Alastair I.H. Murchie

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The Holliday (four-way) junction is a critical intermediate in homologous genetic recombination. We have studied the structure of a series of four-way junctions, constructed by hybridization of four 80 nucleotide synthetic oligonucleotides. These molecules migrate anomalously slowly in gel electrophoresis. Each arm of any junction could be selectively(More)
Repeat tracts of guanine bases found in DNA and RNA can form tetraplex structures in the presence of a variety of monovalent cations. Evidence suggests that guanine tetraplexes assume important functions within chromosomal telomeres, immunoglobulin switch regions, and the human immunodeficiency virus genome. The structure of a parallel-stranded tetraplex(More)
Fluorescence resonance energy transfer (FRET), in which a fluorescent donor molecule transfers energy via a nonradiative dipoldipole interaction to an acceptor molecule (which is usually a fluorescent molecule), is a standard spectroscopic technique for measuring distancesin the 10-70-A range. Upon energy transfer, which depends on the R6 distance between(More)
RNA molecules typically exhibit extensive secondary structure, including double-stranded duplex, hairpins, internal loops, bulged bases and pseudoknotted structures (reviewed in refs 3 and 4). This is intimately connected with biological function, including splicing reactions and ribozyme activity. The formation of RNA-DNA hybrids is important in the(More)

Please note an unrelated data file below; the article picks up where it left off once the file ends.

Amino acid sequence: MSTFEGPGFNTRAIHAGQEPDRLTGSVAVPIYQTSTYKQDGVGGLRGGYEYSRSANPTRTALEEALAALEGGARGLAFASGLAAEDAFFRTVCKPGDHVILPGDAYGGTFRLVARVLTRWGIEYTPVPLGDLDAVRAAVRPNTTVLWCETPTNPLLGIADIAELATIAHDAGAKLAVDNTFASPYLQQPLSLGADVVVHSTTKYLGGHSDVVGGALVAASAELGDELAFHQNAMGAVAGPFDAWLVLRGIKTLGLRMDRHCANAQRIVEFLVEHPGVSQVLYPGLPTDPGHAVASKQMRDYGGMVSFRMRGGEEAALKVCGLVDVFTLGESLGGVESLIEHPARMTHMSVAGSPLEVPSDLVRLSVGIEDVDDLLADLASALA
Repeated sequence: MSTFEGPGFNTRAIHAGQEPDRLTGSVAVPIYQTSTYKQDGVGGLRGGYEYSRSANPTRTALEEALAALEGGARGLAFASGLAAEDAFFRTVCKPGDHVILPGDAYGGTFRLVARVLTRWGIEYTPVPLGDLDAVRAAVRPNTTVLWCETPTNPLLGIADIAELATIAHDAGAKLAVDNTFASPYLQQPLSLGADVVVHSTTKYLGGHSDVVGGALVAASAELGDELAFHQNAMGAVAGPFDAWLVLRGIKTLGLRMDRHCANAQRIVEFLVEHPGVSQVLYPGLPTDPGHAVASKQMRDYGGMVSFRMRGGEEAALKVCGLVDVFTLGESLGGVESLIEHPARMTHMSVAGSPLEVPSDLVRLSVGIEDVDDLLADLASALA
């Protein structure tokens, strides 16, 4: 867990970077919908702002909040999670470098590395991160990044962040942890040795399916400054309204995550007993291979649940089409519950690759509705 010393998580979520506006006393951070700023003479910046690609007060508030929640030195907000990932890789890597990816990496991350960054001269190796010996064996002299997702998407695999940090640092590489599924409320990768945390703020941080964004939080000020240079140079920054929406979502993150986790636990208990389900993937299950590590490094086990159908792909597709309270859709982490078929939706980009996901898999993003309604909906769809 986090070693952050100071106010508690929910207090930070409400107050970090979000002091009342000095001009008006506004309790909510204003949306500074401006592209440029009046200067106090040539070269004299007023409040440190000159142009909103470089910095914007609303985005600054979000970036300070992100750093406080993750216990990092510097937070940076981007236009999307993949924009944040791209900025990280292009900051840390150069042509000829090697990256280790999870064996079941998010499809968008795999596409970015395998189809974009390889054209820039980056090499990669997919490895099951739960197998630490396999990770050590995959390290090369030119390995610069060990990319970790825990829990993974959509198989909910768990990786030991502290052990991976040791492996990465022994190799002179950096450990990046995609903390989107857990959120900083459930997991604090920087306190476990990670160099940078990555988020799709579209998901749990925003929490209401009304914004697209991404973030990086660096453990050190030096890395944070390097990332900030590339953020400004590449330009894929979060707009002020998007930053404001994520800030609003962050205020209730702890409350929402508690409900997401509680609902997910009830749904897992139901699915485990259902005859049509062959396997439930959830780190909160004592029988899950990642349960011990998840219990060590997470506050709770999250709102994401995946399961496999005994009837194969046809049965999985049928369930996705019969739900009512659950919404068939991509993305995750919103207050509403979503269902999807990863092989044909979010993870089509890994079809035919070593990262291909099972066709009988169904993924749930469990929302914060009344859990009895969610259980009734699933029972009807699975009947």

In both DNA and RNA, stretches of guanine bases can form stable four-stranded helices in the presence of sodium or potassium ions. Sequences with a propensity to form guanine tetraplexes have been found in chromosomal telomers, immunoglobulin switch regions, and recombination sites. We report the crystal structure at 0.95 A resolution of a parallel-stranded(More)
The four-way junction between DNA helices is the central intermediate in recombination, and the manner of its interaction with resolvase enzymes can determine the genetic outcome of the process. A knowledge of its structure is a prerequisite to understanding the interaction with proteins, and there has been recent progress. Here we use fluorescence energy(More)
Multistranded DNA structures based upon guanine association have been proposed to be important in the structure of chromosome telomeres and in immunoglobulin class switching. Nucleic acids containing runs of guanine bases form a number of structures in vitro, including fold-back structures (Fig. 1a) and parallel-stranded quadruplex structures in DNA and(More)
Helical junctions are important elements in the architecture of folded RNA molecules. The global geometry of fully base-paired four-way junctions between RNA helices has been analyzed by comparative gel electrophoresis. Junctions appear to fold by pairwise coaxial helical stacking in one of two possible stereochemically equivalent isomers based upon(More)
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